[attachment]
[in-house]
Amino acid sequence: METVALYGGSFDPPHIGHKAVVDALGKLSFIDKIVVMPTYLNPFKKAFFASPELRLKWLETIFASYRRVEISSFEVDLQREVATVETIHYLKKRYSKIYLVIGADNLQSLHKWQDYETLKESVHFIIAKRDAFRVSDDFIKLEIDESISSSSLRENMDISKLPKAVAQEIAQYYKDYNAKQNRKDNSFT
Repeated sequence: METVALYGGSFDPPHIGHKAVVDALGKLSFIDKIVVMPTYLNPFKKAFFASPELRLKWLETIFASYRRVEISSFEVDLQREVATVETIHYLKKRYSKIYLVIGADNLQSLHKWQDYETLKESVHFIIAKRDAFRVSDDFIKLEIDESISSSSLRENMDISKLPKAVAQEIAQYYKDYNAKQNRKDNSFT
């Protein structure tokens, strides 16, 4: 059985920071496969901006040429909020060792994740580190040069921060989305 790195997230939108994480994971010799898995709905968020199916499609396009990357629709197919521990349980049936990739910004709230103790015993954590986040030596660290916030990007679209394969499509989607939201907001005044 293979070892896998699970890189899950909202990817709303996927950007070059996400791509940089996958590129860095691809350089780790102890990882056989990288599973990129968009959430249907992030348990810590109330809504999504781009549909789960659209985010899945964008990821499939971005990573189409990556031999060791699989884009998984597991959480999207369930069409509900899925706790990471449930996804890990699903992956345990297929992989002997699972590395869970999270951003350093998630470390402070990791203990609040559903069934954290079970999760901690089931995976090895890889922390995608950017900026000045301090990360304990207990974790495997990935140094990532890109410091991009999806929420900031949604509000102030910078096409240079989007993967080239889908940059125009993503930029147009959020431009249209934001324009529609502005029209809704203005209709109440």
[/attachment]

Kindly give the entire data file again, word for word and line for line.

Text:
[in-house]
Amino acid sequence: METVALYGGSFDPPHIGHKAVVDALGKLSFIDKIVVMPTYLNPFKKAFFASPELRLKWLETIFASYRRVEISSFEVDLQREVATVETIHYLKKRYSKIYLVIGADNLQSLHKWQDYETLKESVHFIIAKRDAFRVSDDFIKLEIDESISSSSLRENMDISKLPKAVAQEIAQYYKDYNAKQNRKDNSFT
Repeated sequence: METVALYGGSFDPPHIGHKAVVDALGKLSFIDKIVVMPTYLNPFKKAFFASPELRLKWLETIFASYRRVEISSFEVDLQREVATVETIHYLKKRYSKIYLVIGADNLQSLHKWQDYETLKESVHFIIAKRDAFRVSDDFIKLEIDESISSSSLRENMDISKLPKAVAQEIAQYYKDYNAKQNRKDNSFT
């Protein structure tokens, strides 16, 4: 059985920071496969901006040429909020060792994740580190040069921060989305 790195997230939108994480994971010799898995709905968020199916499609396009990357629709197919521990349980049936990739910004709230103790015993954590986040030596660290916030990007679209394969499509989607939201907001005044 293979070892896998699970890189899950909202990817709303996927950007070059996400791509940089996958590129860095691809350089780790102890990882056989990288599973990129968009959430249907992030348990810590109330809504999504781009549909789960659209985010899945964008990821499939971005990573189409990556031999060791699989884009998984597991959480999207369930069409509900899925706790990471449930996804890990699903992956345990297929992989002997699972590395869970999270951003350093998630470390402070990791203990609040559903069934954290079970999760901690089931995976090895890889922390995608950017900026000045301090990360304990207990974790495997990935140094990532890109410091991009999806929420900031949604509000102030910078096409240079989007993967080239889908940059125009993503930029147009959020431009249209934001324009529609502005029209809704203005209709109440």